<em>John and Jen</em>

Courtesy Photo

John and Jen

John and Jen at Center Stage Theater

Moving Two-person Musical Examines Parallel Relationships

As a theatrical form, the musical typically follows fairly rigid conventions. Ever since Oklahoma!, or so the received wisdom goes, the “book musical” has aimed to integrate plot, dance, music, and lyrics into a single image that carries the story forward. Doing this consistently has given rise to certain standard elements, such as the first act finale — a song that delivers the message that the characters, while aware of the challenges they face, will continue to persevere and eventually win the day. Such a number sends a not-so-subtle message to the audience that whatever has happened so far, everything will be made better in the second act. In John and Jen, the fascinating and tuneful two-person show now playing at Center Stage Theater, these conventions are at once upheld and upended, as two actors play three characters, and the first act ends with the loss of one figure, who is replaced by another but played by the same actor in the second half of the show.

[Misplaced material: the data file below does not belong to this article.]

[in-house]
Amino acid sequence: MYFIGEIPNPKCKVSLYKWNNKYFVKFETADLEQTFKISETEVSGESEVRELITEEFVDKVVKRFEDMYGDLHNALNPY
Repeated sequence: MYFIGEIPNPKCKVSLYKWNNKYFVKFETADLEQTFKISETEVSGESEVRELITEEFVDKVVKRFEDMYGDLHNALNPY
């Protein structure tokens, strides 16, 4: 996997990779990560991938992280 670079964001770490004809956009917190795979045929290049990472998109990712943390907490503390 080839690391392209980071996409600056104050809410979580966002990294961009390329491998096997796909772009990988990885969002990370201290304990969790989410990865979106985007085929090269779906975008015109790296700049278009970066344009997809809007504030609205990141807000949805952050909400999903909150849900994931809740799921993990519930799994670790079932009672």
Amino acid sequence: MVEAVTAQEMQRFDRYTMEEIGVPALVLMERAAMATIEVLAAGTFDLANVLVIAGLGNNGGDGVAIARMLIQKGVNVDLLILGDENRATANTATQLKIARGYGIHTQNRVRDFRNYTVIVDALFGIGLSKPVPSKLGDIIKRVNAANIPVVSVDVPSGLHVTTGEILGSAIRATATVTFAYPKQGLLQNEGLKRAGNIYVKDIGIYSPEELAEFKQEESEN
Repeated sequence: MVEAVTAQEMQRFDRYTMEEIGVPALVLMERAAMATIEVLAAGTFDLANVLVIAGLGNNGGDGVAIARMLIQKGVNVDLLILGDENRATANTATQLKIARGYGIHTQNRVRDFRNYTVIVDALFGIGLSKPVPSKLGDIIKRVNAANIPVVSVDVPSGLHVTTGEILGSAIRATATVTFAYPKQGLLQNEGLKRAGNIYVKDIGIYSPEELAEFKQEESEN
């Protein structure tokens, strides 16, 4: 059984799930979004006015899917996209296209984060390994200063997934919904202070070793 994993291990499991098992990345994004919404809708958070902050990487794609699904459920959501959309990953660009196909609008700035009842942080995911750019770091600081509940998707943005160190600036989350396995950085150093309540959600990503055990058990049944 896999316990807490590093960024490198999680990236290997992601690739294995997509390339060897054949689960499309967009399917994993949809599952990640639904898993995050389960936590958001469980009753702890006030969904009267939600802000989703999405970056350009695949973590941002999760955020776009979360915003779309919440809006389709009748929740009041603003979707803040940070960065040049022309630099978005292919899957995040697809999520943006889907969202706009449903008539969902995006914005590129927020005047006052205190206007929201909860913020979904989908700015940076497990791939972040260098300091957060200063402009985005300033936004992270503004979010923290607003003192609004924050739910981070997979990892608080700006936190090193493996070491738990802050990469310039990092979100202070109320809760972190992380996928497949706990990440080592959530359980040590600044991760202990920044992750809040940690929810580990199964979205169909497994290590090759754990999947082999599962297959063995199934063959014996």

It’s a daring departure, and one which John and Jen for the most part carries off very well. The first thing this production has going for it is a terrific cast. Emily Jewell is outstanding as Jen, singing confidently and acting effectively even as she traverses the several decades that pass for her character in the course of the action. As John (Act 1) and John (Act 2), Tad Murroughs is also terrific, singing, acting, and dancing with just the right mixture of intensity and spontaneity. Director Samantha Eve connects with writer Andrew Lippa’s vision effectively, and her staging fills Center Stage’s black box space with interesting movement and powerful parallels. The twin scenes involving sporting events are particularly good, as are the heartbreaking moments of domestic distress. While there are times, as in Act 2 during the “Talk Show” sequence, when the exaggerated tone threatens to derail what has come before, the eventual finale is strong and clear enough to pull all the disparate threads of the story together. Those with an interest in musical theater as an art form would do well to catch this little gem.

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